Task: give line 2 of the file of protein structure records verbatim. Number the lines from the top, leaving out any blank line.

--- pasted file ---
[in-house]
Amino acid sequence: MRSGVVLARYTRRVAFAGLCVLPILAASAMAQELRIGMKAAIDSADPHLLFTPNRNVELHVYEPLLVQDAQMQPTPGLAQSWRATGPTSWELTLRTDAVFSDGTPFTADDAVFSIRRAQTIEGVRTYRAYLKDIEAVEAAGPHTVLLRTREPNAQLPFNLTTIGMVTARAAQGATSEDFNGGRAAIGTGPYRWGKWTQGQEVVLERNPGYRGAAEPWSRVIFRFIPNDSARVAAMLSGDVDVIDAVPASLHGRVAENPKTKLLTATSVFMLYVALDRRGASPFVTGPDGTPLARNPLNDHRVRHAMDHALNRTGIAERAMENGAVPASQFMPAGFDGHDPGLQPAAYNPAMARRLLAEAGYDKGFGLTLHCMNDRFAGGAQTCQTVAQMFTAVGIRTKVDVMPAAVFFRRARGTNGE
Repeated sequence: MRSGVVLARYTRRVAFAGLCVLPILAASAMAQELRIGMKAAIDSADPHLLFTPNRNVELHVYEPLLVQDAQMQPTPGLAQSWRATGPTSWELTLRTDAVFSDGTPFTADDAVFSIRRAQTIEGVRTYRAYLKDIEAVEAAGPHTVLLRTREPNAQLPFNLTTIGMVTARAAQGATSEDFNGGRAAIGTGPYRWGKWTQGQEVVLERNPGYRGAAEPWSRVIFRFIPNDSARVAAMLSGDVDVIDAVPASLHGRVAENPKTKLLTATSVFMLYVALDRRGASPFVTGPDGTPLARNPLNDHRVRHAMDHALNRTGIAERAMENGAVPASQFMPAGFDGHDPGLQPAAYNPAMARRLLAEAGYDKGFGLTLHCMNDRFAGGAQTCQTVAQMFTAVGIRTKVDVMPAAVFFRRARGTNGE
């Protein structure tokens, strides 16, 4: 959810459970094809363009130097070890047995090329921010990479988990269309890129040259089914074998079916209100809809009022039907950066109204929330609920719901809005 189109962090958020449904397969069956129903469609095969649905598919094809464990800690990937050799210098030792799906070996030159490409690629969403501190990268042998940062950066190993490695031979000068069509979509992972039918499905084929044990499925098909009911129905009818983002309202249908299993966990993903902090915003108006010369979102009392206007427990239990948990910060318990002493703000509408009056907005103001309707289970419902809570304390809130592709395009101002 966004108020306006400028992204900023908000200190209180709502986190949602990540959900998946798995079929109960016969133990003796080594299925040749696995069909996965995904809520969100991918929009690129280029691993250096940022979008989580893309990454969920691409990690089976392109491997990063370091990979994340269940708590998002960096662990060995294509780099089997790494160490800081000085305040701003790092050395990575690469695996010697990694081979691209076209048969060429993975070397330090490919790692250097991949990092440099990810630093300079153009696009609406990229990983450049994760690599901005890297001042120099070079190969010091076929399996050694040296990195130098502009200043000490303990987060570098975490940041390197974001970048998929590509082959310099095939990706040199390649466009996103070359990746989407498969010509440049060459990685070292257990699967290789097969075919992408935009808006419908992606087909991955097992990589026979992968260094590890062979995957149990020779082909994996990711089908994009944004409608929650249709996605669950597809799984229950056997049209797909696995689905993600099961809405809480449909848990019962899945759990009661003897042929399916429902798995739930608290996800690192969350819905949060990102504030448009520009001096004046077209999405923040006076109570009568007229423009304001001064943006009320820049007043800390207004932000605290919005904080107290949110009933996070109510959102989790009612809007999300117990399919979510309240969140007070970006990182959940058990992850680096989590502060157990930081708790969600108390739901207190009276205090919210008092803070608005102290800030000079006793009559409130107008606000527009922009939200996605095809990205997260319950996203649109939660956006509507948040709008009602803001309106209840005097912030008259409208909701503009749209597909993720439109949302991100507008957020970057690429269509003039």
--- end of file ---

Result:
Amino acid sequence: MRSGVVLARYTRRVAFAGLCVLPILAASAMAQELRIGMKAAIDSADPHLLFTPNRNVELHVYEPLLVQDAQMQPTPGLAQSWRATGPTSWELTLRTDAVFSDGTPFTADDAVFSIRRAQTIEGVRTYRAYLKDIEAVEAAGPHTVLLRTREPNAQLPFNLTTIGMVTARAAQGATSEDFNGGRAAIGTGPYRWGKWTQGQEVVLERNPGYRGAAEPWSRVIFRFIPNDSARVAAMLSGDVDVIDAVPASLHGRVAENPKTKLLTATSVFMLYVALDRRGASPFVTGPDGTPLARNPLNDHRVRHAMDHALNRTGIAERAMENGAVPASQFMPAGFDGHDPGLQPAAYNPAMARRLLAEAGYDKGFGLTLHCMNDRFAGGAQTCQTVAQMFTAVGIRTKVDVMPAAVFFRRARGTNGE